The Syrian army, supported by Russian air power and Iranian-led militias, pressed ahead for a second day Thursday with an offensive intended to retake portions of Hama and Latakia province from rebels, some of whom are supported by the United States.
But the offensive again met tough resistance from rebels even as U.S. officials asserted that Russia’s cruise missile strike against rebel positions also was less successful than Moscow had suggested on Wednesday. The officials said four of the 26 missiles fired had crash landed in Iran and likely caused civilian casualties.
Activists opposed to the government of Syrian President Bashar Assad said rebel groups on Thursday downed as many as five helicopters and destroyed a large number of tanks and armored vehicles with TOW missiles that were provided under a clandestine CIA program.
Both Russian and Iranians officials denied that four missiles launched from ships in the Caspian Sea had veered off course. The Iranian Defense Ministry said the reports were part of the West’s “psychological warfare” against the Russian involvement in Syria.
Dmitry Loskutov, an aide to Russia’s deputy prime minister, noted in a tweet that the allegations were anonymous and called CNN, which first carried the claim, “Cock-and-bull News Network.” “Unprofessional,” he said.
“No matter how unpleasant and unexpected for our colleagues in the Pentagon and Langley was yesterday’s high-precision strike on Islamic State infrastructure in Syria, the fact remains that all missiles launched from our ships have found their targets,” Iran’s semi-official Fars News Agency quoted the Russian Defense Ministry’s spokesman, Maj. Gen. Igor Konashenkov, as saying.
Still, a U.S. official, who spoke anonymously in order to discuss intelligence matters, stuck to the version that some of the cruise missiles had strayed.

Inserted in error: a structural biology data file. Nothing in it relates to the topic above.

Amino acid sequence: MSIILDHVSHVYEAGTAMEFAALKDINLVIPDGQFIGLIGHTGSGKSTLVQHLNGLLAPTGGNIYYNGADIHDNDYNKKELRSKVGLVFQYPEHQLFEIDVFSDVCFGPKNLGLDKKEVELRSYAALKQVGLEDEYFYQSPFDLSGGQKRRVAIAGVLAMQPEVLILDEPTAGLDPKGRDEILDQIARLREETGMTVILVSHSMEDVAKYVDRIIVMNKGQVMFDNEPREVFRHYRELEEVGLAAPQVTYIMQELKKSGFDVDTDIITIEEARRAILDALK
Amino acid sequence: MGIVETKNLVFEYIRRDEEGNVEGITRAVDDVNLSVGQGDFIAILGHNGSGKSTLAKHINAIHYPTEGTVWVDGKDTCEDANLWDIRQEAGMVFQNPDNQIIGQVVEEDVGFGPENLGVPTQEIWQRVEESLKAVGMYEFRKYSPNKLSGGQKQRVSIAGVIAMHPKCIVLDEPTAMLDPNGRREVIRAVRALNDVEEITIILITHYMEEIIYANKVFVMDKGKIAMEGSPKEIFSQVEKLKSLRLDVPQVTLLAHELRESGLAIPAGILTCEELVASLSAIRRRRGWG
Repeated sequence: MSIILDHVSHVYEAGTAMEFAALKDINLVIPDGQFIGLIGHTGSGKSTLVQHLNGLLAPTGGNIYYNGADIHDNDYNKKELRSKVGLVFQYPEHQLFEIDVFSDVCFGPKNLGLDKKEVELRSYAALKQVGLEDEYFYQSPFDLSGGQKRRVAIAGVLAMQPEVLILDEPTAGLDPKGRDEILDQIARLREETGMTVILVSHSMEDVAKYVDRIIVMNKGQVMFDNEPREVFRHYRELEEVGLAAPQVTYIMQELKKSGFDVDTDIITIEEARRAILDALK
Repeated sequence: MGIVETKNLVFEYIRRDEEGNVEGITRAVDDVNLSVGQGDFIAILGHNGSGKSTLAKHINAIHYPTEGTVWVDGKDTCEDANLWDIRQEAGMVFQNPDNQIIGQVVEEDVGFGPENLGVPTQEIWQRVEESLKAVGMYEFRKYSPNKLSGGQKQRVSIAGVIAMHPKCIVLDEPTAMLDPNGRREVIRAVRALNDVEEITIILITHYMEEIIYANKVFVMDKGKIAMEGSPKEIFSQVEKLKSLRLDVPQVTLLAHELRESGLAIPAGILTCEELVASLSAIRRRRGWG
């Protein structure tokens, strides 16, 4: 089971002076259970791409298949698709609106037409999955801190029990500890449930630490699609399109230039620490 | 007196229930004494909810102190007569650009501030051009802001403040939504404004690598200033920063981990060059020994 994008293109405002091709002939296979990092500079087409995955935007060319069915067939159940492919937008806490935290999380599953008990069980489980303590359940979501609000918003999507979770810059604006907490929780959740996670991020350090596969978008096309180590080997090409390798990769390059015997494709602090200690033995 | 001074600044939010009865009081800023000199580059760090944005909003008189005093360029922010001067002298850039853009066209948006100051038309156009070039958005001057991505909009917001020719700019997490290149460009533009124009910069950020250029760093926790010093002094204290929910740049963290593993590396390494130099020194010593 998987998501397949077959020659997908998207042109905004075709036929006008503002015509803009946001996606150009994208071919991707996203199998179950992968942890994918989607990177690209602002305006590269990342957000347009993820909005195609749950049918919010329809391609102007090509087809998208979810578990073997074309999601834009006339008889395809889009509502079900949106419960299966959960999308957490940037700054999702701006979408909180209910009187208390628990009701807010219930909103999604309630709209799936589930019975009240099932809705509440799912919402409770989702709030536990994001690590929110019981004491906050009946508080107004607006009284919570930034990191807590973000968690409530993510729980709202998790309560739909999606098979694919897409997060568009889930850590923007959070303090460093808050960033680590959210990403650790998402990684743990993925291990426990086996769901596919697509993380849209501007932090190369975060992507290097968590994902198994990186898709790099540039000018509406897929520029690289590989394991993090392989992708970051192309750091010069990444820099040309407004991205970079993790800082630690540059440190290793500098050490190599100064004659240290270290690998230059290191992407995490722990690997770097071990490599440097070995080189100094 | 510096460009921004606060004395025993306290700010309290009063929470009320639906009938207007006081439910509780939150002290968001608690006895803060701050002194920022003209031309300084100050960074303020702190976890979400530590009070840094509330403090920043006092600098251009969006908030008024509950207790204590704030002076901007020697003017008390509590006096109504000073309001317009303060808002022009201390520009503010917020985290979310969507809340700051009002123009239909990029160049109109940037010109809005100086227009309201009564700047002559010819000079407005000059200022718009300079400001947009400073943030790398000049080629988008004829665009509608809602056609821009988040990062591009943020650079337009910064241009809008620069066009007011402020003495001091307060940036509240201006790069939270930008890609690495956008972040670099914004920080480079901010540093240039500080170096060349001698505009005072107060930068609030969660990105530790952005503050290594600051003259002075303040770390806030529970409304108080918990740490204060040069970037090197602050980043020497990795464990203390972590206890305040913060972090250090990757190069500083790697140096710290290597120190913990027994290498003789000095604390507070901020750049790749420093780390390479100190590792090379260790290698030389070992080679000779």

“We believe that four of those missiles that were fired yesterday likely crashed in Iran,” the official told McClatchy.
The supposed failure of the four missiles and the reports of fierce resistance to the Syrian army’s offensive, despite Russian air support, was a reminder that Syria’s civil war was not likely to be resolved quickly simply because Russia has intervened.
It’s clear the infamous ‘little green men’ will eventually play a role in the Syrian conflict.
European intelligence official
The head of the Syrian military, Gen. Ali Abdullah Ayyoub, told that country’s state-run SANA news agency that the offensive was expected to last weeks or even months.
Ayyoub said that the offensive targeted rebel enclaves in Hama, Homs, Latakia and Idlib provinces, although reports from Syrian opposition activists said that most of Thursday’s fighting took place in Hama and Latakia.
The Syrian Observatory for Human Rights, an anti-Assad monitoring group, said that Thursday’s advance targeted positions in northern Hama held by the Army of Conquest, or Jaysh al Fatah in Arabic, a rebel grouping dominated by the Nusra Front, al Qaida’s branch in Syria. But the group also includes more moderate rebel units backed by the United States.
Russia’s Ministry of Defense announced that its aircraft had flown 22 sorties over Syria during the night, hitting what it called “27 terrorist facilities.” It said the strikes were conducted by SU-34, SU-24M and SU-25 aircraft. Eight of those strikes were in Homs province in the country’s west, the ministry said. Eleven targeted training camps in Hama and Raqqa, where the Islamic State maintains its de facto capital.